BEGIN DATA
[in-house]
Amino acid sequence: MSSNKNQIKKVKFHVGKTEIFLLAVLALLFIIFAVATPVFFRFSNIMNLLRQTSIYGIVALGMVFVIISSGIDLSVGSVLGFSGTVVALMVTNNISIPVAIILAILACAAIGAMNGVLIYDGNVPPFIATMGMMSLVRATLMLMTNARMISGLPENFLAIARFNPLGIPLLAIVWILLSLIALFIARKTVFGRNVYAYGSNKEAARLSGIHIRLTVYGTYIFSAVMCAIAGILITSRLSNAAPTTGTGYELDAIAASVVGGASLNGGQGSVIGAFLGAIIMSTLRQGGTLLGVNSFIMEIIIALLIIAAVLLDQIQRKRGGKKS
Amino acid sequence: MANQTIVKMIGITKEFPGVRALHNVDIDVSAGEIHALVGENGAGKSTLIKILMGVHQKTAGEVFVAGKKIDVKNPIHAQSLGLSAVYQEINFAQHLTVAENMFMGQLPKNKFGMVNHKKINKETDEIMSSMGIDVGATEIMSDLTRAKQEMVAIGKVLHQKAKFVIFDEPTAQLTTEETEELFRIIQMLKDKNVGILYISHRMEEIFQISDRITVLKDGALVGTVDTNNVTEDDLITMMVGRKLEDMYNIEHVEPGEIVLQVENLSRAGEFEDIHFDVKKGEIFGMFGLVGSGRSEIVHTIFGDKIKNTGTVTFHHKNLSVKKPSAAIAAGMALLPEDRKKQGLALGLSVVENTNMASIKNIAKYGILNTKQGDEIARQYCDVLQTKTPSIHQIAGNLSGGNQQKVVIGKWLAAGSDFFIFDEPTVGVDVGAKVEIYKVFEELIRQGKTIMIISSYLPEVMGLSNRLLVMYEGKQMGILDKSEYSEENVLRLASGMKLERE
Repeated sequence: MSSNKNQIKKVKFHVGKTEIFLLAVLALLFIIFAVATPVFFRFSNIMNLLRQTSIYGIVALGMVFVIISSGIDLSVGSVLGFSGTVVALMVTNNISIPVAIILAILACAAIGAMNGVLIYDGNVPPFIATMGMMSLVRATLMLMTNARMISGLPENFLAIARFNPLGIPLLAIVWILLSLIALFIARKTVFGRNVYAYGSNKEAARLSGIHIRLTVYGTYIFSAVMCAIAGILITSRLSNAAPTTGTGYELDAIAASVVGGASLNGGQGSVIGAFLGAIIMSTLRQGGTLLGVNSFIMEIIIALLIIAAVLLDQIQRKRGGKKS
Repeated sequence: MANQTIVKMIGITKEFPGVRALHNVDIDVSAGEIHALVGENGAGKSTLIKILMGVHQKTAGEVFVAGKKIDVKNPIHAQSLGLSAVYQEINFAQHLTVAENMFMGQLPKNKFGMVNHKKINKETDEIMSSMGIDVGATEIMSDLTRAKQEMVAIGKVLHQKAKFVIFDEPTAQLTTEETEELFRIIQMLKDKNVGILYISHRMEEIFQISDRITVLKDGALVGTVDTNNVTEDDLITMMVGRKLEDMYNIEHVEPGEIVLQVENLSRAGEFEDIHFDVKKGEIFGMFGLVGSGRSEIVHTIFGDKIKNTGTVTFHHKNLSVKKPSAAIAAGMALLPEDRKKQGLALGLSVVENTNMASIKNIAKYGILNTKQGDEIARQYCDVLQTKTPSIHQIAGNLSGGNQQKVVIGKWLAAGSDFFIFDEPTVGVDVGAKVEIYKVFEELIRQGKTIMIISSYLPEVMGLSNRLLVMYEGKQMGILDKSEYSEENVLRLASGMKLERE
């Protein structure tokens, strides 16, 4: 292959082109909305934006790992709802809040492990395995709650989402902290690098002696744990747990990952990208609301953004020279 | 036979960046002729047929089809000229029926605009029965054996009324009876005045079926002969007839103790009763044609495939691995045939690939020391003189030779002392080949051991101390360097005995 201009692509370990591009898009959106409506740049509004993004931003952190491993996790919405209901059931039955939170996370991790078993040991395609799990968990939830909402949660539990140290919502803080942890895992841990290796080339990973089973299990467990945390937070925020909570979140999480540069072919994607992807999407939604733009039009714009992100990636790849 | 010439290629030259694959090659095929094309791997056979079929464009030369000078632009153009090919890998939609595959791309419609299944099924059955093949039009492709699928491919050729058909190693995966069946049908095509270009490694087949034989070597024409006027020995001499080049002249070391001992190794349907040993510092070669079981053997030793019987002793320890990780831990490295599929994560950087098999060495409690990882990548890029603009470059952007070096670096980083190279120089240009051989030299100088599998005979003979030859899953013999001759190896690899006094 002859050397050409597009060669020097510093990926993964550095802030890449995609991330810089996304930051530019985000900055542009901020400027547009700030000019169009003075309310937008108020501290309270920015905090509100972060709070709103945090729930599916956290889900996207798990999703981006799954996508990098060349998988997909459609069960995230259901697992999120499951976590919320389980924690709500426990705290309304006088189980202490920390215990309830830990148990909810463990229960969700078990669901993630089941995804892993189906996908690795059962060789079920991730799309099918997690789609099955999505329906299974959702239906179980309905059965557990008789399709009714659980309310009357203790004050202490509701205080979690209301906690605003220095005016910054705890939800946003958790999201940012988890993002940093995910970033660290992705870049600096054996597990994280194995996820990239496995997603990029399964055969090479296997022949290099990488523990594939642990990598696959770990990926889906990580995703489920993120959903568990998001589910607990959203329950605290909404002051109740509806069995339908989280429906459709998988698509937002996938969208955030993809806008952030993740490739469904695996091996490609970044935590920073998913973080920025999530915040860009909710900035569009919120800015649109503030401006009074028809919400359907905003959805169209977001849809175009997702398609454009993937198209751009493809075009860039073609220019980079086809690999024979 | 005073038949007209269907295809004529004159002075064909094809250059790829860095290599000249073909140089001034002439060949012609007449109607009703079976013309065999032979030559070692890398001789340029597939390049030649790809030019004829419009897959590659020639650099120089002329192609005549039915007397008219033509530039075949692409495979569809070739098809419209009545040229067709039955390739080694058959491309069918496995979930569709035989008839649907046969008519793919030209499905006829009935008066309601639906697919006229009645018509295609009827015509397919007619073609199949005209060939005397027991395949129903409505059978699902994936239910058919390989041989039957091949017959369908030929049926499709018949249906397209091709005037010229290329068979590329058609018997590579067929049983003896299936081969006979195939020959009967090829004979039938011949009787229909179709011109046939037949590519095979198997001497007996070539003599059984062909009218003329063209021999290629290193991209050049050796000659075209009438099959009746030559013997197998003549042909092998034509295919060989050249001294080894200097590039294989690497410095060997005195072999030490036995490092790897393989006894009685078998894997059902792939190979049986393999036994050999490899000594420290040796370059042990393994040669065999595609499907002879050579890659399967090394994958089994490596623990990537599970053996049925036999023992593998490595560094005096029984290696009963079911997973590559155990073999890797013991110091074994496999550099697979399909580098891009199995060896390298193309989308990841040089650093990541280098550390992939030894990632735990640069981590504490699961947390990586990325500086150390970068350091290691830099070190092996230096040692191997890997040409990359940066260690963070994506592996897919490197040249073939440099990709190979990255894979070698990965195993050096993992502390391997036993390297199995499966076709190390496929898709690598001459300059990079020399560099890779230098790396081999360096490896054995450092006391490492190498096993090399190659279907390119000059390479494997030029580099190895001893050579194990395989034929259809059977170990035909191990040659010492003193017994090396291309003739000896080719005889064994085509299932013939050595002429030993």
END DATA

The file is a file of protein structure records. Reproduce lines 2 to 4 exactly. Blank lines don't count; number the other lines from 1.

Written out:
Amino acid sequence: MSSNKNQIKKVKFHVGKTEIFLLAVLALLFIIFAVATPVFFRFSNIMNLLRQTSIYGIVALGMVFVIISSGIDLSVGSVLGFSGTVVALMVTNNISIPVAIILAILACAAIGAMNGVLIYDGNVPPFIATMGMMSLVRATLMLMTNARMISGLPENFLAIARFNPLGIPLLAIVWILLSLIALFIARKTVFGRNVYAYGSNKEAARLSGIHIRLTVYGTYIFSAVMCAIAGILITSRLSNAAPTTGTGYELDAIAASVVGGASLNGGQGSVIGAFLGAIIMSTLRQGGTLLGVNSFIMEIIIALLIIAAVLLDQIQRKRGGKKS
Amino acid sequence: MANQTIVKMIGITKEFPGVRALHNVDIDVSAGEIHALVGENGAGKSTLIKILMGVHQKTAGEVFVAGKKIDVKNPIHAQSLGLSAVYQEINFAQHLTVAENMFMGQLPKNKFGMVNHKKINKETDEIMSSMGIDVGATEIMSDLTRAKQEMVAIGKVLHQKAKFVIFDEPTAQLTTEETEELFRIIQMLKDKNVGILYISHRMEEIFQISDRITVLKDGALVGTVDTNNVTEDDLITMMVGRKLEDMYNIEHVEPGEIVLQVENLSRAGEFEDIHFDVKKGEIFGMFGLVGSGRSEIVHTIFGDKIKNTGTVTFHHKNLSVKKPSAAIAAGMALLPEDRKKQGLALGLSVVENTNMASIKNIAKYGILNTKQGDEIARQYCDVLQTKTPSIHQIAGNLSGGNQQKVVIGKWLAAGSDFFIFDEPTVGVDVGAKVEIYKVFEELIRQGKTIMIISSYLPEVMGLSNRLLVMYEGKQMGILDKSEYSEENVLRLASGMKLERE
Repeated sequence: MSSNKNQIKKVKFHVGKTEIFLLAVLALLFIIFAVATPVFFRFSNIMNLLRQTSIYGIVALGMVFVIISSGIDLSVGSVLGFSGTVVALMVTNNISIPVAIILAILACAAIGAMNGVLIYDGNVPPFIATMGMMSLVRATLMLMTNARMISGLPENFLAIARFNPLGIPLLAIVWILLSLIALFIARKTVFGRNVYAYGSNKEAARLSGIHIRLTVYGTYIFSAVMCAIAGILITSRLSNAAPTTGTGYELDAIAASVVGGASLNGGQGSVIGAFLGAIIMSTLRQGGTLLGVNSFIMEIIIALLIIAAVLLDQIQRKRGGKKS